Fort Detrick watchdog seeks state licensure, regulation for biolabs

The Containment Laboratory Community Advisory Committee, a Fort Detrick watchdog group, is seeking legislation that would require academic, nonprofit and private laboratories in Maryland to be licensed and regulated by the state.

The legislation would focus on laboratories that work with potentially hazardous materials. State Sen. Ron Young introduced the legislation this month, which would consolidate the licensing and regulation of biosafety level three and four labs under the Maryland Department of Health and Mental Hygiene, the Frederick News-Post reports.

"It is my understanding that there are at least four labs in our area, but due to their exemption from the Freedom of Information Act, we cannot be sure of their numbers or locations," Young said, according to the Frederick News-Post.

People working in BSL-3 and BSL-4 labs frequently handle toxic and contagious agents such as Ebola and anthrax. While the labs are regulated by several federal agencies, members of the committee are worried that the labs are not operating with sufficient scrutiny to protect workers and the public.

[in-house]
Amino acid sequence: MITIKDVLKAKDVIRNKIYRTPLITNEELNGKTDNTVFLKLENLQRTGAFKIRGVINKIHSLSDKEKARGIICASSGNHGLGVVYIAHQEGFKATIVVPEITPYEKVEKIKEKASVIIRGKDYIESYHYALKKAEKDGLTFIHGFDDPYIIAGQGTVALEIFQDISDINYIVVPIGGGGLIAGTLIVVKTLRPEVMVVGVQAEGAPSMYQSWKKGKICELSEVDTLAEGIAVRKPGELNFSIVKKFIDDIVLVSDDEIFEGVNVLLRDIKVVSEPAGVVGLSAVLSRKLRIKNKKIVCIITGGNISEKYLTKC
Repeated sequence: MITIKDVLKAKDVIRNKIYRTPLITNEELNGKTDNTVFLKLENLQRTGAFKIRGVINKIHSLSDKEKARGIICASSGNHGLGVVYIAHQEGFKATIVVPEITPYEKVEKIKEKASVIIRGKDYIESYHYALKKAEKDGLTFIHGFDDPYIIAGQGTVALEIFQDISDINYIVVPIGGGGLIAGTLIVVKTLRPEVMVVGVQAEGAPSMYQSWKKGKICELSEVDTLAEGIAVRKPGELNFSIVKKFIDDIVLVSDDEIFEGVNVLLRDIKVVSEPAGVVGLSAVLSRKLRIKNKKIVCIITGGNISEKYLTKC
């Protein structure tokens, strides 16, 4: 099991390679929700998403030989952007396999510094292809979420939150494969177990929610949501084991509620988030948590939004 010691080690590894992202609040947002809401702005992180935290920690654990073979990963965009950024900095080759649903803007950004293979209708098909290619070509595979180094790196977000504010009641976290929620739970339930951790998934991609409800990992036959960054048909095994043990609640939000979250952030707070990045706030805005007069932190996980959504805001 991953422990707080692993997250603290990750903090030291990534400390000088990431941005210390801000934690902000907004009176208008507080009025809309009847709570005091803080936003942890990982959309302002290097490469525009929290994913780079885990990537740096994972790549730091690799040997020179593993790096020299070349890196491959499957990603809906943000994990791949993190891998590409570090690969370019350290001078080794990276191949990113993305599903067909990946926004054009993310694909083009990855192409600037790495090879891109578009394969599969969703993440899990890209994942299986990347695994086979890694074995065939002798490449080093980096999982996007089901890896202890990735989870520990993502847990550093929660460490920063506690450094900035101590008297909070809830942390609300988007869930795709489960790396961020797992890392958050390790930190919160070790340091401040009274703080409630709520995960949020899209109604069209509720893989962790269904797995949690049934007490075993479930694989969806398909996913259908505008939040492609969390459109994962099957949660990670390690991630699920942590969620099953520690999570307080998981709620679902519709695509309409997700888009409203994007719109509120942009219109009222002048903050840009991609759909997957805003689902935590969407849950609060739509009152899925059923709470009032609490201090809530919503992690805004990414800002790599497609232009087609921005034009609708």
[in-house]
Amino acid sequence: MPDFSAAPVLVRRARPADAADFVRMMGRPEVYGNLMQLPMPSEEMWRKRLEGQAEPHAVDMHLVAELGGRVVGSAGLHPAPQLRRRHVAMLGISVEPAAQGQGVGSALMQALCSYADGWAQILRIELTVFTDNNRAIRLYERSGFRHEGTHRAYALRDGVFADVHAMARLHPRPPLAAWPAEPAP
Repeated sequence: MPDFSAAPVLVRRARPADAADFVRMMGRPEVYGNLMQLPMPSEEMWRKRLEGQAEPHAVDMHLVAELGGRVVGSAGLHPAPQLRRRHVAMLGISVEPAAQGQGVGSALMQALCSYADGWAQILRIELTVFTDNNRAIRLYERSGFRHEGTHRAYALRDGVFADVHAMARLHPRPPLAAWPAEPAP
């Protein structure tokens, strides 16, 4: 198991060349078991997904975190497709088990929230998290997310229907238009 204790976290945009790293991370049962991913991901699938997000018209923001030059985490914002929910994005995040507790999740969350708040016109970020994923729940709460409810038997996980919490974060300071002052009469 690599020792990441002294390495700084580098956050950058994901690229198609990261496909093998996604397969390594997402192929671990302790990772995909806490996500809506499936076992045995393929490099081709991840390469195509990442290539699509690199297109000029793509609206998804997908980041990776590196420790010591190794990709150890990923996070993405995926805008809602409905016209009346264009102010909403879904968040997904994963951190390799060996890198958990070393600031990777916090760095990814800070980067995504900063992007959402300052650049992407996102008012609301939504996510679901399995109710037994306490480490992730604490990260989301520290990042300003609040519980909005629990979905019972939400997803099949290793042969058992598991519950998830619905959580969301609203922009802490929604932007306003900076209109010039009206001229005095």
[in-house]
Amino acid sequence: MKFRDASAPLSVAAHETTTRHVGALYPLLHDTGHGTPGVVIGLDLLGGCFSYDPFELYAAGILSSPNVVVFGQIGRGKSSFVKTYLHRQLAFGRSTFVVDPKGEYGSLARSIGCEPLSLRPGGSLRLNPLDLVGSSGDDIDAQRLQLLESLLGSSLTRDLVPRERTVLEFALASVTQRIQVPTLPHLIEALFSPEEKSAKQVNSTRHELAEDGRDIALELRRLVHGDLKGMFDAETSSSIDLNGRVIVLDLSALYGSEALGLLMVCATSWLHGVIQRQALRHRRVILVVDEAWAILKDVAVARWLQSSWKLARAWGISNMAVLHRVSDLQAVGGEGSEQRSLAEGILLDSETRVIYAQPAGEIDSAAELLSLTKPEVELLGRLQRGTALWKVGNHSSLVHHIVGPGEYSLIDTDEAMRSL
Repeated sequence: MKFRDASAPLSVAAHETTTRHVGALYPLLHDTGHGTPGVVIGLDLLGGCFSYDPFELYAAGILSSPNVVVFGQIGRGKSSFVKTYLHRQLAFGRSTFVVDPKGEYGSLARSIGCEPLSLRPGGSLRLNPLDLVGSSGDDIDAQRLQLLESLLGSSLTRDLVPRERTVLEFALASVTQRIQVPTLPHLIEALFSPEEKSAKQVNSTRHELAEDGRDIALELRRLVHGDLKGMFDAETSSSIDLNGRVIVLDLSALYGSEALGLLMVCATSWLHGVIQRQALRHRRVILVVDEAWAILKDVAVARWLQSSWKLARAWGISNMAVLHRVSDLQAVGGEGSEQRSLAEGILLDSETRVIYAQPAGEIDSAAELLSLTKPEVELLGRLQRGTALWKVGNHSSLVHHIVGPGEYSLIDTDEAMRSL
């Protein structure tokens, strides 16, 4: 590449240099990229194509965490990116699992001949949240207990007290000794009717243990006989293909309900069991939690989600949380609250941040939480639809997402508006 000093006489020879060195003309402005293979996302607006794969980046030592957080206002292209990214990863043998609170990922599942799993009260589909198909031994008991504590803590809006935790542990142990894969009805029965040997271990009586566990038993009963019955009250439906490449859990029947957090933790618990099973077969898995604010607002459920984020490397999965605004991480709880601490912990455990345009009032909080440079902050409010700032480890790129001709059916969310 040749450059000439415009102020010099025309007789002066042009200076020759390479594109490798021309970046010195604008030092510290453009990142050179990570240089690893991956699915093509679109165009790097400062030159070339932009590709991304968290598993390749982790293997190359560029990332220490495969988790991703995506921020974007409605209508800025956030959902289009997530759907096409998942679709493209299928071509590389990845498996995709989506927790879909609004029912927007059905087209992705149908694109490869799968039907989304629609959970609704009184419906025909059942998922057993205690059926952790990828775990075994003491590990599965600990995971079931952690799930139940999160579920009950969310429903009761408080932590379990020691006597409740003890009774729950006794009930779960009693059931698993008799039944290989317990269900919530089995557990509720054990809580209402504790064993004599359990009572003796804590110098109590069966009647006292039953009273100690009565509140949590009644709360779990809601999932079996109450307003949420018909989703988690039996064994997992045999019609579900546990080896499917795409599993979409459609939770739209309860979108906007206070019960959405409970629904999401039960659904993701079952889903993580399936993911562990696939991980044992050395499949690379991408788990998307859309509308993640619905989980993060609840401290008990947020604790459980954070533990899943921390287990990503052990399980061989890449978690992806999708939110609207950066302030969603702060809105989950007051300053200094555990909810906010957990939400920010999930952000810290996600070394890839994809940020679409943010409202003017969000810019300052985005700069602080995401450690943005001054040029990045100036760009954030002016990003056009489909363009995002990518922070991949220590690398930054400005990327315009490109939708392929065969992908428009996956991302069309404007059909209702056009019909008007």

"We need to somehow convey that this is not an albatross around progress," Ray Hunter, a committee member, said, according to the Frederick News-Post. "We should have put in place what should have been there a long time ago."

The bill would extend to existing and new facilities that grow by at least 10 percent while other labs would be grandfathered in. The bill is currently not sponsored in the state House and some worry that it would deter business growth.

"This is not cumbersome," Karen Young, a committee member and city of Frederick alderwoman, said, according to the Frederick News-Post. "This is just giving the state some responsibility for oversight."